The Geert Hofstede analysis shown at Table 8: UK and Germany Cultural Dimension Score, illustrates how UK and Germany businesses are in the same high dimensions towards individualism and masculinity. This reflects that British culture promotes individuality however on a micro level in the business environment context the individual may be more involved with themselves rather than the team. The UK power distance and uncertainty avoidance are ranked lower. While the uncertainty avoidance for Germany is in the middle dimension. Long-term orientation ranks the lowest; pointing out that change in UK can be manage immediately than in other countries like Germany.Â In this analysis we can also discuss the issue of how the German company like E-ON strives to be a European multi utility company. However in the E-Ons' corporate values it reflects the value of openness, togetherness of being in 'ONE-E-ON' and teamwork across organizational boundaries and diversity development. In line with the centralized approach, E-ON enable them to manage and optimize value from their assets, in order to leverage synergies and sustain their growth through its trading activities, combining cross-commodity and cross market management expertise (E-ON Annual Reports, 2009).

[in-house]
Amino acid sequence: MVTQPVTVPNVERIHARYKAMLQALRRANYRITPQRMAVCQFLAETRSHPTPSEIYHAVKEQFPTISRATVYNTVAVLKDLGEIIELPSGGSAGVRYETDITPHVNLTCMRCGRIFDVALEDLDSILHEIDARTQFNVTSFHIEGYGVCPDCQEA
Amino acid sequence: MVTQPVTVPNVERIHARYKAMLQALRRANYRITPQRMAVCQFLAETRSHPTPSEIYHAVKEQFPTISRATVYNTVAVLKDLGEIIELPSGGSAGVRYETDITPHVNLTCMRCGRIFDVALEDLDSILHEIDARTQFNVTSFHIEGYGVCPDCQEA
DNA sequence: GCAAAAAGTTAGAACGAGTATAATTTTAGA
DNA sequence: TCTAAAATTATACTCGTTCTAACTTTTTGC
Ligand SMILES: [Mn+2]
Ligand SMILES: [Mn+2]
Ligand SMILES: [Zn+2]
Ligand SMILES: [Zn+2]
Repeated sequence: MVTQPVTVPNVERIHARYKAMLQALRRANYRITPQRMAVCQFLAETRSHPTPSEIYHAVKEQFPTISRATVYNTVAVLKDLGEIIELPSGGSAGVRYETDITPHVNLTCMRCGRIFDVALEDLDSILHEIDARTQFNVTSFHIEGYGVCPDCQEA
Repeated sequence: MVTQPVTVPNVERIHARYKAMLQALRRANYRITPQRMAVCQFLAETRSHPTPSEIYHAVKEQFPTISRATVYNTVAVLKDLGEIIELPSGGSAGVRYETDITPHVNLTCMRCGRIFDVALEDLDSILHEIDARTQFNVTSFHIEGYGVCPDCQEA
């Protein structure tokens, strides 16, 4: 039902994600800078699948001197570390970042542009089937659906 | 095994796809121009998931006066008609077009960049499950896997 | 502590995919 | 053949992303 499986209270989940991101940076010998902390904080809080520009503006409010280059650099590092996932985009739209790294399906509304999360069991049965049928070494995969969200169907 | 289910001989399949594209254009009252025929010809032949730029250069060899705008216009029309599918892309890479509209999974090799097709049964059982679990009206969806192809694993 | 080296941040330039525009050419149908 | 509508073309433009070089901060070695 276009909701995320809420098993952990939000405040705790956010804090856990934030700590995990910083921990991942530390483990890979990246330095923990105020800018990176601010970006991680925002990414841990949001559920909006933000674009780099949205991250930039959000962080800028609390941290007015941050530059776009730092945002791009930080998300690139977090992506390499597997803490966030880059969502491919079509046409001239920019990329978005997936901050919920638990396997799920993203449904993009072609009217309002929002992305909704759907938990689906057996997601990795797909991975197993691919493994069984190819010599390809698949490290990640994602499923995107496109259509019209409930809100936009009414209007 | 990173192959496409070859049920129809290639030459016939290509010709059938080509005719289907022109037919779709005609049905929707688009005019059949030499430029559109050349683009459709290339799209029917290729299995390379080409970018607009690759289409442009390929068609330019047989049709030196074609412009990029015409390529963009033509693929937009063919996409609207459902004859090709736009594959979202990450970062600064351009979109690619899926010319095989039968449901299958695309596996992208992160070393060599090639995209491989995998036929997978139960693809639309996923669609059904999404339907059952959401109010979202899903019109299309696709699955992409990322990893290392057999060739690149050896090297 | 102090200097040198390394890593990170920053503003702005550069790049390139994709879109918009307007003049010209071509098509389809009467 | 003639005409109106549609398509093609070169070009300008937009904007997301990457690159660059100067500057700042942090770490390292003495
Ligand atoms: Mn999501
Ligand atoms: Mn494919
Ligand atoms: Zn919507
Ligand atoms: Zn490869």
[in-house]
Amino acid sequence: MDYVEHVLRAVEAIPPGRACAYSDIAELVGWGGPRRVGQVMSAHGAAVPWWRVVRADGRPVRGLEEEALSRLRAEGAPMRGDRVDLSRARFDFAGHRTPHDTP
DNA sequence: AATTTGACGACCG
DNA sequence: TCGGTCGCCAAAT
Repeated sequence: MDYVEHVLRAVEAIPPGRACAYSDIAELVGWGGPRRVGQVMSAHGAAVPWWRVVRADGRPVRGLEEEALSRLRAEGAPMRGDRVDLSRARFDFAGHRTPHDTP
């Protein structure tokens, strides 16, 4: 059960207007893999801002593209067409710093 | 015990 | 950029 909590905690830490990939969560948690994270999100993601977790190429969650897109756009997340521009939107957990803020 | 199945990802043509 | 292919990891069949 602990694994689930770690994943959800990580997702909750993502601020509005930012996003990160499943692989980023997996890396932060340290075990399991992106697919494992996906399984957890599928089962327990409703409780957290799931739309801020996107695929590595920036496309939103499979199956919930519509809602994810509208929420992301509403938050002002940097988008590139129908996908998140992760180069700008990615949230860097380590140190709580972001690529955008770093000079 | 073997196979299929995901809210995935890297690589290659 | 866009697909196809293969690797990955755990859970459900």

An alignment with the organizational structure, strategy and culture are key determinants of a successful and sustainable organization. It is seemed necessary to know the planning phases, organizational structure and the previous background of PowerGen to be able to fully understand global strategies of the industry and its opportunities and risk that firms are facing in energy markets in general. PowerGen established its foundation and made it more flexible to manage that is why it is still existing in the shadow and part of E-ON's success.